Tag Archives: inspiration

Spotlight: Stephan Dybus

Stephan Dybus is a German artist based in Berlin whose watercolour paintings depict relationships, life, his career and experiences (mainly negative ones). Stephan’s work, at first glance, is not representative of the aesthetic trends and styles I tend to be interested in, but his context and narrative is so powerful and hilarious that it just works so well.

I want to transfer the essence of my inadequacy as an urban hipster/melancholic artistic into humorous illustrations. I want to quote from the world that I come from. I enjoy drawing my little funny miniature characters – they can do anything, they look stupid, they don’t care about it, unlike me, they are free.

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‘Aquarelle’ is the technique Stephan has adopted in his art, in which he paints with thin, transparent watercolours, after sketching out his ideas with pencil. The style Stephan has created looks almost juvenile, but it certainly visually translates his thoughts – it’s almost like the drawing equivalent to quickly jotting down thoughts in a diary or journal.

The stories are so deadpan, exploring failure and relatable experiences life throws at us, and translating this through sketchy, painted characters. Stephan states that he gains inspiration for pieces at any time, particularly during conversations, which adds to the instantaneous, unusual context of his characters’ stories.

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Stephan has also explored recreating his art in 3D and through ‘low poly art’/paper craft:

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Wang & Söderström |Sneakersnstuff x adidas Originals

Creative studio Wang & Söderström are Copenhagen based digital designers who explore the combination of physical elements, technology and material. Commissioned by Sneakerstuff x adidas, the duo created a campaign for the release of the ‘EQT Materials Pack’ focusing on the diversity of materials in the shoes by zooming in to the shoe on a “macro level”:

The campaign included the animation (above) and store implementations in Sneakersnstuff’s Paris and London stores. For the digital aspects, they used 3D software such as 3ds Max, Vray and Modo, and extracted aspects of the physical shoe materials to inspire the concept:

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The brief was quite open and we are happy that our aesthetic wasn’t compromised — we shared the same vision as the client from the beginning. The inspiration to the brief came from one our personal projects called Treasures a series that shows contrasted material collections in a still life staging. We wanted to present a visual language that mixes our own, the shoe’s and Sneakersnstuff’s universe.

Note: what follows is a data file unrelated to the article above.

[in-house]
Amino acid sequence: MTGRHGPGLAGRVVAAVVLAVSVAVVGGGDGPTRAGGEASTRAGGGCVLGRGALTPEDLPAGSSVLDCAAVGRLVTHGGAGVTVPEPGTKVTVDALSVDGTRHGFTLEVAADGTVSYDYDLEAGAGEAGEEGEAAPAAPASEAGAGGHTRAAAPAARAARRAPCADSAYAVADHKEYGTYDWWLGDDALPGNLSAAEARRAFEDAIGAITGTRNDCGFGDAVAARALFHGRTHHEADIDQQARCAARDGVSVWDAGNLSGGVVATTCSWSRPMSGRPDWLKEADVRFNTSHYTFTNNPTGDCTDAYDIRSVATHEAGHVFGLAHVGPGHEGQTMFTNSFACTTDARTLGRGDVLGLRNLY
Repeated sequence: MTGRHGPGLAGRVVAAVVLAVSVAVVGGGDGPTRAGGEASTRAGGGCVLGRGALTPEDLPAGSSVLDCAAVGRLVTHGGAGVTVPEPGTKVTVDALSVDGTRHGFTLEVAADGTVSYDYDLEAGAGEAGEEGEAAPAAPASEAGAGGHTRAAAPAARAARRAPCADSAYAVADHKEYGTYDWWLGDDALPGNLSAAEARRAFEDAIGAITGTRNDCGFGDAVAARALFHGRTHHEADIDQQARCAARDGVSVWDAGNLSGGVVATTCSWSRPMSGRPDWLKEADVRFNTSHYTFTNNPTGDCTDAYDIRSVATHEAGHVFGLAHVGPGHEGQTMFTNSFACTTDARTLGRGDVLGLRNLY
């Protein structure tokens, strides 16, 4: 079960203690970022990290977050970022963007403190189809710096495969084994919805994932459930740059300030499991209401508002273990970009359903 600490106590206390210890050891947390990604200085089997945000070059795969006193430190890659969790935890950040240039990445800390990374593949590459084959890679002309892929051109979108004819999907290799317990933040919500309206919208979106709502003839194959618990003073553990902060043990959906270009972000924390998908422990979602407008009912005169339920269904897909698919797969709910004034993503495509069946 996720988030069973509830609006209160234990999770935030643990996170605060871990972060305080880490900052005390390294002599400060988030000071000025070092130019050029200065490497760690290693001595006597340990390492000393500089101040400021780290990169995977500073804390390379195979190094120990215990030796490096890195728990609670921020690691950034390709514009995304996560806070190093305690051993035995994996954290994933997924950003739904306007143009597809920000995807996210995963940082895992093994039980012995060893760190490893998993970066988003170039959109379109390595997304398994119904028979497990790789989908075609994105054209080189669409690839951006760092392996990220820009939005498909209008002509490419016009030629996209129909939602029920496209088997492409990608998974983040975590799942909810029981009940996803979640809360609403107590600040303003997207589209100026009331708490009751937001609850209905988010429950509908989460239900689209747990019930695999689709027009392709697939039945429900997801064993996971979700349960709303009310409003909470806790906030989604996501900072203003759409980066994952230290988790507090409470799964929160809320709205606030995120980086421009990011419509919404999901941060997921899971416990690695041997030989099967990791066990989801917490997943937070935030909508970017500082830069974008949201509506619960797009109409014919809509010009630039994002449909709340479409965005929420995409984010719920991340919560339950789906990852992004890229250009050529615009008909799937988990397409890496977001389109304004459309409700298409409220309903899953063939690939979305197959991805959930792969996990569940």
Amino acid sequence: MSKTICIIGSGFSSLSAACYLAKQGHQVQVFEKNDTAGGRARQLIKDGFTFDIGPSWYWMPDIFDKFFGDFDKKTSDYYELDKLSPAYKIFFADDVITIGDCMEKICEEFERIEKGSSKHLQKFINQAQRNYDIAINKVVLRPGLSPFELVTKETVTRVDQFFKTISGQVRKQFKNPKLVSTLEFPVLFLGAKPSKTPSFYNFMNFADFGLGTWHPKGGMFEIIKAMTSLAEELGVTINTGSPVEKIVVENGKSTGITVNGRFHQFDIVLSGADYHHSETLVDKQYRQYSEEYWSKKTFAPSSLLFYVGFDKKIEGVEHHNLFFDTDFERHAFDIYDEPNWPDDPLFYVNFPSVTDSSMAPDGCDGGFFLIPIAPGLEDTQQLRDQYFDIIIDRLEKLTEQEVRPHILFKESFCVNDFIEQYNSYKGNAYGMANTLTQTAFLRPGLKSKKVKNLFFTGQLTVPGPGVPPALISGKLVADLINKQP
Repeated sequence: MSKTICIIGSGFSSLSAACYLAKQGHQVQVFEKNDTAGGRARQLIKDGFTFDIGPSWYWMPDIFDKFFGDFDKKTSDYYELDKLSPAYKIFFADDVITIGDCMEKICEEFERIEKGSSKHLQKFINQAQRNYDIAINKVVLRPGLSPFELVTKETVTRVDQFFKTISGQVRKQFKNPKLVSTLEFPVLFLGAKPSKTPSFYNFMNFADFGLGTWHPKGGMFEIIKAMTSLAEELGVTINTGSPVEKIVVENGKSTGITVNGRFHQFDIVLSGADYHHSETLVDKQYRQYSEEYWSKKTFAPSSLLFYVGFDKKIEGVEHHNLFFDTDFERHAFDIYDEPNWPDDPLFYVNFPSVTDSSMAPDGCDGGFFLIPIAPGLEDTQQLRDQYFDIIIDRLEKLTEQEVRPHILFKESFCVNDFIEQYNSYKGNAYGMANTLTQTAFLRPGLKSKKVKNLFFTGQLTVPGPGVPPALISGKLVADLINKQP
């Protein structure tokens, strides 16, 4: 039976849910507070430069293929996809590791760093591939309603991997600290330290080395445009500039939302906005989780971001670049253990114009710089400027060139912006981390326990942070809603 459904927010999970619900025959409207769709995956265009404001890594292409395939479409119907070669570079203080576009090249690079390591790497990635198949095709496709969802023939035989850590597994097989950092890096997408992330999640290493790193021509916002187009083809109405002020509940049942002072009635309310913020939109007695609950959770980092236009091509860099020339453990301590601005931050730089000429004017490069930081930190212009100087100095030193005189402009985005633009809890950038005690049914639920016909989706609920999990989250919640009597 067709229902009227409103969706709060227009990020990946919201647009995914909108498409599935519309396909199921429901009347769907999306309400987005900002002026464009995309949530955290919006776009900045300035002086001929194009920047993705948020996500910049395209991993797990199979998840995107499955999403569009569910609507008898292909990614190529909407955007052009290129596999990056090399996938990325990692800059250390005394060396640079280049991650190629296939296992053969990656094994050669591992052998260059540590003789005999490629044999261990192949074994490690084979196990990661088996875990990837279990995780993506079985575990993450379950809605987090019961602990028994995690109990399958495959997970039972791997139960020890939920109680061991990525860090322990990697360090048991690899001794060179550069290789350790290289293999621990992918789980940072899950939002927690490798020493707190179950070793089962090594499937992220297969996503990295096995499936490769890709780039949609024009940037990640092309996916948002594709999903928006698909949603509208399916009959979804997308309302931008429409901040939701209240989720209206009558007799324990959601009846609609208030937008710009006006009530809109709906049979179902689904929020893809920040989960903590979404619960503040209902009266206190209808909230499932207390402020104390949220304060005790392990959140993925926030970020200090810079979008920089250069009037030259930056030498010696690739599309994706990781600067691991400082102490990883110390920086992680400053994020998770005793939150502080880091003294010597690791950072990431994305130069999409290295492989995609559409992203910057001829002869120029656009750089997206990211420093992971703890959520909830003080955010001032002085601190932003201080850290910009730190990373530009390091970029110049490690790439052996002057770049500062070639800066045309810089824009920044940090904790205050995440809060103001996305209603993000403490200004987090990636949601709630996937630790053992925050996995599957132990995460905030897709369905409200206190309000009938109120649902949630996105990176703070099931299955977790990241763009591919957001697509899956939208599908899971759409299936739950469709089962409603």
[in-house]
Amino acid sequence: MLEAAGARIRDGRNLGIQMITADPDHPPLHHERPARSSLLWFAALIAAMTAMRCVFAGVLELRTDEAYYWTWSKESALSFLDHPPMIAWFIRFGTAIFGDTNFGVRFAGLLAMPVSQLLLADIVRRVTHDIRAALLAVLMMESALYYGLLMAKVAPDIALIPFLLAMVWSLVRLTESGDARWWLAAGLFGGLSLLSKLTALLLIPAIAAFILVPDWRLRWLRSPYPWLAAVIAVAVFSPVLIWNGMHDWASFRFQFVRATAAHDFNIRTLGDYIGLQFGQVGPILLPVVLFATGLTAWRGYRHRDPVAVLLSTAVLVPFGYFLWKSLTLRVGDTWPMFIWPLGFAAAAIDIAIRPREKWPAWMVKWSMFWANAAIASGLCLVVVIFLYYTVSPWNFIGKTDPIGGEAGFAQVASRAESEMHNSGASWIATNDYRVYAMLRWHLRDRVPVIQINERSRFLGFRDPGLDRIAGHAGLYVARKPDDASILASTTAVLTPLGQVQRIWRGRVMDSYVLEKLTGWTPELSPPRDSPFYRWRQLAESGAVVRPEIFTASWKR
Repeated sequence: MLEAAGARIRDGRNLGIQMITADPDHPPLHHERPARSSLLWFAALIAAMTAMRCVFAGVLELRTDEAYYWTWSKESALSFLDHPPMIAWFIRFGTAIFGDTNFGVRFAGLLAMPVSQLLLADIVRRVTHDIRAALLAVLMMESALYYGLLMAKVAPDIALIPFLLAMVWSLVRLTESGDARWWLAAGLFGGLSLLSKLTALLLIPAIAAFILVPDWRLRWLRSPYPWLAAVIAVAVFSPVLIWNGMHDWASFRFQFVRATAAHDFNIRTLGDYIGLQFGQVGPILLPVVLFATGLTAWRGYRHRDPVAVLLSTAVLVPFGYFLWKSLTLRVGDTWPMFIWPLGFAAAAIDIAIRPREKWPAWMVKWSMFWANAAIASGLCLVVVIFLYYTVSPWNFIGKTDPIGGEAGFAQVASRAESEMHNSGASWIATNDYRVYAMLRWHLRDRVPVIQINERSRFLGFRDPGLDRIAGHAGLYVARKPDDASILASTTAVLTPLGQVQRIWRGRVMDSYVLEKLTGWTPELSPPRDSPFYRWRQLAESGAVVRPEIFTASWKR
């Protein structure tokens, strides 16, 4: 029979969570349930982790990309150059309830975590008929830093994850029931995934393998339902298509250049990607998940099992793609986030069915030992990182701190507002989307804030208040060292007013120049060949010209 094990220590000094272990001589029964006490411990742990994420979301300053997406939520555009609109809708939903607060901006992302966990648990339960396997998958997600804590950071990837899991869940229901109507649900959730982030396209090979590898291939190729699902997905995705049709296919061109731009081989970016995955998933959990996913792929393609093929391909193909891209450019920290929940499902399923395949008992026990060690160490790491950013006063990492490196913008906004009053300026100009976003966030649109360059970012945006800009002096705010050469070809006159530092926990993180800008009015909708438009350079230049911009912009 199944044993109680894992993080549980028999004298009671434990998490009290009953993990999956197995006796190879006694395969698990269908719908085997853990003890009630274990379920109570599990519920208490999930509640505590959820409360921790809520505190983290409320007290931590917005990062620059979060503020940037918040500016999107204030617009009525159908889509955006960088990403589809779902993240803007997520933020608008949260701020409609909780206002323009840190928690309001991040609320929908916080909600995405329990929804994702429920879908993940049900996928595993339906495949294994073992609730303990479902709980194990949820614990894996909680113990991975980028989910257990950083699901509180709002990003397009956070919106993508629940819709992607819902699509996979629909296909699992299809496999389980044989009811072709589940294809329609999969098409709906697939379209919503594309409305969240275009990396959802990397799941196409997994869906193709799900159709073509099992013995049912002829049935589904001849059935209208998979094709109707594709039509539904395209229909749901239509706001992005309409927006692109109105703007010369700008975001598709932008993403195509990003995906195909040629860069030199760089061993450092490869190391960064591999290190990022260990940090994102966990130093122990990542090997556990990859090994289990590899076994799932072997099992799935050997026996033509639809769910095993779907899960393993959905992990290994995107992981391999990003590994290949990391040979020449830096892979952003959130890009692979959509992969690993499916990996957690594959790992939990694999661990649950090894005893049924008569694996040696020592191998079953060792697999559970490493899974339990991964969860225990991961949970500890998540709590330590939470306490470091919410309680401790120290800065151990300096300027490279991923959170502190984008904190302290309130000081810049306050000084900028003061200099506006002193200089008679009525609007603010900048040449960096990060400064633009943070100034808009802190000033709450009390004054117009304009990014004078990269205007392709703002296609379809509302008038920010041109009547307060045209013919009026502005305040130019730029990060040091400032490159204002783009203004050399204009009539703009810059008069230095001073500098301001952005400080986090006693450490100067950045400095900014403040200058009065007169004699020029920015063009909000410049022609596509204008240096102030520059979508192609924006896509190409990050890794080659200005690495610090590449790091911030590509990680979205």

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This aesthetic and colour palette is very similar to campaigns I’ve posted about before, such as the Nike and ManVsMachine campaign. I love this style – it’s a really popular design trend as more designers are exploring 3D design.

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Spotlight: Marco Palena

Marco Palena has instantly become one of my top 5 favourite illustrators with his stunningly detailed and unique illustrations. The winners of this year’s Association of Illustrators’ World Illustration Awards have been announced, and Marco has won ‘The Overall New Talent Award’ for his work for the ‘Bookshops in Blossom’ book (below), which details Italian literature and culture:

His work has featured on the cover of plenty of magazine covers including ‘My Family and Other Animals’ for Illustrated Magazine (2015):

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Marco’s uniquely crafted illustrations are so incredible that it took me a while to realise that they aren’t digital illustrations, but in fact hand drawn!

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He often illustrates in monochrome, but his colour illustrations are just as incredible, and have been featured in children’s books:

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It’s hard to actually find information about Marco and interviews with him despite his successes, but I think his work speaks for itself. Stunning!

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Global Breastfeeding Week: This Sucks

Directed by Jon Lawton, this campaign for Global Breastfeeding Week focuses on the tagline “breastfeeding is nicer than you feeding”. Featuring the empowering and vert apt song “F*** The Pain Away” by Peaches, Lawton powerfully conveys a juxtaposition of a peacefully breastfeeding mother and baby, and people scoffing messy food. It’s illegal to prevent a woman from breastfeeding, yet mothers still feel a stigma attached to feeding their babies in public, often feeling embarrassed and judged.